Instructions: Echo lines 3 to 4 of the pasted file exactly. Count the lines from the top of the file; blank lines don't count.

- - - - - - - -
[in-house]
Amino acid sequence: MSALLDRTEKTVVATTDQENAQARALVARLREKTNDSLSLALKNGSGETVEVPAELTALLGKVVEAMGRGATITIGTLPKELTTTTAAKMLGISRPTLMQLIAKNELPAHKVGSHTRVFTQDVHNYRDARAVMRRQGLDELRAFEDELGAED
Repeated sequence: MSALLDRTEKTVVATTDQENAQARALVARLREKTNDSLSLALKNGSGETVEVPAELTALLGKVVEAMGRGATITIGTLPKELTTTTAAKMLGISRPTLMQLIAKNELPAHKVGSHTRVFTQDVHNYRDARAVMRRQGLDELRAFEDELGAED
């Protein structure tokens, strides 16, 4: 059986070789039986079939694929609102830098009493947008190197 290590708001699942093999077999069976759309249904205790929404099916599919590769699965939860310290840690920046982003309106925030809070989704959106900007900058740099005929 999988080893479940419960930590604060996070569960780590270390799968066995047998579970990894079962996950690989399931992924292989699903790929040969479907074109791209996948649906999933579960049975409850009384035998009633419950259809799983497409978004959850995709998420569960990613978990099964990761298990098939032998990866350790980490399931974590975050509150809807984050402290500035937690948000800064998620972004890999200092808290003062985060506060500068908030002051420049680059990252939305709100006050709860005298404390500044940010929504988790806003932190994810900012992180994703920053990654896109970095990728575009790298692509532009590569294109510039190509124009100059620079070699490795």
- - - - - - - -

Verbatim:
Repeated sequence: MSALLDRTEKTVVATTDQENAQARALVARLREKTNDSLSLALKNGSGETVEVPAELTALLGKVVEAMGRGATITIGTLPKELTTTTAAKMLGISRPTLMQLIAKNELPAHKVGSHTRVFTQDVHNYRDARAVMRRQGLDELRAFEDELGAED
């Protein structure tokens, strides 16, 4: 059986070789039986079939694929609102830098009493947008190197 290590708001699942093999077999069976759309249904205790929404099916599919590769699965939860310290840690920046982003309106925030809070989704959106900007900058740099005929 999988080893479940419960930590604060996070569960780590270390799968066995047998579970990894079962996950690989399931992924292989699903790929040969479907074109791209996948649906999933579960049975409850009384035998009633419950259809799983497409978004959850995709998420569960990613978990099964990761298990098939032998990866350790980490399931974590975050509150809807984050402290500035937690948000800064998620972004890999200092808290003062985060506060500068908030002051420049680059990252939305709100006050709860005298404390500044940010929504988790806003932190994810900012992180994703920053990654896109970095990728575009790298692509532009590569294109510039190509124009100059620079070699490795």